“The point about [the punt hold] is, it’s been talked about, it’s been looked at, it’s been something that’s been used for 20 years so it’s nothing new,” he explained. “It’s nothing that hadn’t been addressed before by officials or the competition committee.”

Harbaugh said that, in Super Bowl 47, his Ravens used the tactic and his brother Jim, coach of the Niners, took it up with the Competition Committee. John Harbaugh supported the change, he said. The league declined.  

“Everybody knew about that so it didn’t create an unfair advantage for anybody,” said Harbaugh.

LISTEN: New Quick Slants podcast w/ more stories of Ravens antics

After the Patriots beat Baltimore in a tremendous game, Harbaugh was in a snit in his postgame press conference alleging the “nobody’s ever seen that [eligible-ineligible trickery] before.” He said the play was “illegal” and “deceptive.”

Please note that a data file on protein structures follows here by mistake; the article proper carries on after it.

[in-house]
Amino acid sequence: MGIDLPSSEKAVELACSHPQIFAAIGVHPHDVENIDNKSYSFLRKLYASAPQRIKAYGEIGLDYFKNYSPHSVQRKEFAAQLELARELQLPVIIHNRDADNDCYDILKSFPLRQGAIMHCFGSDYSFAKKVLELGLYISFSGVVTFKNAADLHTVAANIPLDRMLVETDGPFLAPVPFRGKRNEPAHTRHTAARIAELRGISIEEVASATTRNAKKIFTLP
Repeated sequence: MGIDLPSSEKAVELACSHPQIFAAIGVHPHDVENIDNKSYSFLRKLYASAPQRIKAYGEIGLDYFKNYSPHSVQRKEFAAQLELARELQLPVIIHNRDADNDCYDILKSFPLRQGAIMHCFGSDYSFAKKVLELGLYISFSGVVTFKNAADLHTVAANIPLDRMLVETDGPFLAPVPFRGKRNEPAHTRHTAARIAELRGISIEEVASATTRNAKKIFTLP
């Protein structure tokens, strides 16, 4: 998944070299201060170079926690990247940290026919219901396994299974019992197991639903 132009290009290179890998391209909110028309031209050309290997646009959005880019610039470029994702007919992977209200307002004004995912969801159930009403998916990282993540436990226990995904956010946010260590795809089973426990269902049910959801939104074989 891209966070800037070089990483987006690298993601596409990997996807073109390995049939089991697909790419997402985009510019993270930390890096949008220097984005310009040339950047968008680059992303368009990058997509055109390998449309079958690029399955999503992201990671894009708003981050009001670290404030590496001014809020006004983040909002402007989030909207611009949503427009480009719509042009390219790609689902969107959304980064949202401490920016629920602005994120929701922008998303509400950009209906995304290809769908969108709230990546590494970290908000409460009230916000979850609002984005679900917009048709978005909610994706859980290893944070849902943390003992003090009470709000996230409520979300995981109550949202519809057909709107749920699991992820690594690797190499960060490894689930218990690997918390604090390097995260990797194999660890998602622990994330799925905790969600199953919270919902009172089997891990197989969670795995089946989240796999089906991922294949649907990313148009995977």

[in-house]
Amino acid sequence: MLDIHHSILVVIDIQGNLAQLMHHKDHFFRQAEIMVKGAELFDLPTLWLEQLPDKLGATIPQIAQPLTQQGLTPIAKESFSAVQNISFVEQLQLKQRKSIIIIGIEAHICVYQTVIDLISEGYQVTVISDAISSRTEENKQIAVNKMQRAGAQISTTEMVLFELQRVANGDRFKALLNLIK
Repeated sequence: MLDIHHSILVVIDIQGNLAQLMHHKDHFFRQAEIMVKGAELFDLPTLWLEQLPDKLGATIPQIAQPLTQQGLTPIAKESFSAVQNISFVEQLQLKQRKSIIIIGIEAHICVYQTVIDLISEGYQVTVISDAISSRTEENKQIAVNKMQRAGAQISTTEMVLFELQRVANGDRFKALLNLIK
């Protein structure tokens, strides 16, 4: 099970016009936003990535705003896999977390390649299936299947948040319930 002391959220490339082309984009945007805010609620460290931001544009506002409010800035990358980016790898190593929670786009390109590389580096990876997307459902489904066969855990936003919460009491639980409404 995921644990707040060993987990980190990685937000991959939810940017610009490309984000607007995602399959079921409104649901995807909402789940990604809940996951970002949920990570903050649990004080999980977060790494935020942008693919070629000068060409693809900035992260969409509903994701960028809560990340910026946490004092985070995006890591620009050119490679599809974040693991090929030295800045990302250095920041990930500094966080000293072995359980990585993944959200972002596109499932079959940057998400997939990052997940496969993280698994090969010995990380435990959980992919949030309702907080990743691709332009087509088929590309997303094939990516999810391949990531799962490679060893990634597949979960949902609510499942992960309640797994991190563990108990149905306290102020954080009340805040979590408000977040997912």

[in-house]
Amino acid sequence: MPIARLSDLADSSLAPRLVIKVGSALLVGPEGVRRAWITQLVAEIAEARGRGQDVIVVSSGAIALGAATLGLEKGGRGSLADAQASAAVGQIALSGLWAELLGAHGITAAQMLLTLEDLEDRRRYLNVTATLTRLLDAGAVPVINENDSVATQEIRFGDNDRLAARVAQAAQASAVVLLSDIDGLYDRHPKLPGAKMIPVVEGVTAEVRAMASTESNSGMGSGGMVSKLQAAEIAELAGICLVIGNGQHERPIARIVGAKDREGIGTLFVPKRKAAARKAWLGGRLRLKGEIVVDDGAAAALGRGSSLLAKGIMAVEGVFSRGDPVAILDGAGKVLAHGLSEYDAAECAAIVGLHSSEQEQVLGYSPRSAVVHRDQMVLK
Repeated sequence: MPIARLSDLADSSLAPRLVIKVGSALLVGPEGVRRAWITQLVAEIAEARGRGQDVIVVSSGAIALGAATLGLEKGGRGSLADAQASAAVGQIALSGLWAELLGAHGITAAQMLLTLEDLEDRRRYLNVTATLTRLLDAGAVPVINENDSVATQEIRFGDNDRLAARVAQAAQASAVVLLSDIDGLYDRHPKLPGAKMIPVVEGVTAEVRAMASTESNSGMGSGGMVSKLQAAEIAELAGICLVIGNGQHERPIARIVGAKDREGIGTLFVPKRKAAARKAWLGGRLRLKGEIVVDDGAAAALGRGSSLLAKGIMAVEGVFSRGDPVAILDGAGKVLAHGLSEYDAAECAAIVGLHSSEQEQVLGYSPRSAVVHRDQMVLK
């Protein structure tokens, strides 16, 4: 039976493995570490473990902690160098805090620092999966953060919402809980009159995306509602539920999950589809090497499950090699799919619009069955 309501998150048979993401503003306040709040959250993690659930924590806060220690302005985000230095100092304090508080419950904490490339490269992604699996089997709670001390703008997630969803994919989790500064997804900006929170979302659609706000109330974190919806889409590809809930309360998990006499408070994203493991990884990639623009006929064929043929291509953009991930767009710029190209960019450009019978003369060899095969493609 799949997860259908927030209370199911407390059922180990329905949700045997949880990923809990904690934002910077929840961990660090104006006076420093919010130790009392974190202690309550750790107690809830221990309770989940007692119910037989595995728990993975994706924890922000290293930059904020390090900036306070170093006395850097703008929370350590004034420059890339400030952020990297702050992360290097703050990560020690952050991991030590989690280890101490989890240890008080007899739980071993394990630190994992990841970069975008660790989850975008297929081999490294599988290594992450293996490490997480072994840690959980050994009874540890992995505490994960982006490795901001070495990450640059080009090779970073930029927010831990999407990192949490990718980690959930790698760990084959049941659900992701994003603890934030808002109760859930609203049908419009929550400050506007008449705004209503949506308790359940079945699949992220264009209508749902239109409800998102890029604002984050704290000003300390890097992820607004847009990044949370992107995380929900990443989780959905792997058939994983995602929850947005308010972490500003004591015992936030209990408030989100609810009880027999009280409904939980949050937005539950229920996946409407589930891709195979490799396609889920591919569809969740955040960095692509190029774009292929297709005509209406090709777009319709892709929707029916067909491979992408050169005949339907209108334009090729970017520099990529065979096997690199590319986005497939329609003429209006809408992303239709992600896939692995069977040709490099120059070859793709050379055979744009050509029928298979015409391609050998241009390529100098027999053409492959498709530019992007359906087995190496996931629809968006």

I mentioned that Alabama had run the play in a nationally televised game against LSU and that the Titans had done the same thing on a game-ending play against the Jets a few weeks earlier.

Aside from whether or not the information was accurately communicated by the officials, the tone of Harbaugh’s comments left little room for interpretation. He indicated the Patriots were underhanded and that his comments seemed to discredit New England.

“That was not the intent and if you go back and read my comments at the time and the tone of it anybody that takes it that way is taking it the wrong way,” said Harbaugh. “That was not the point of it at all. You had an eligible receiver that wasn’t identified and an ineligible receiver that wasn’t identified as such. The official had no way to identify that for the defense so there was no signal or any other way that they could do that. That was something that was addressed the very next week. If somebody wants to look at it some certain way, that’s not my concern.”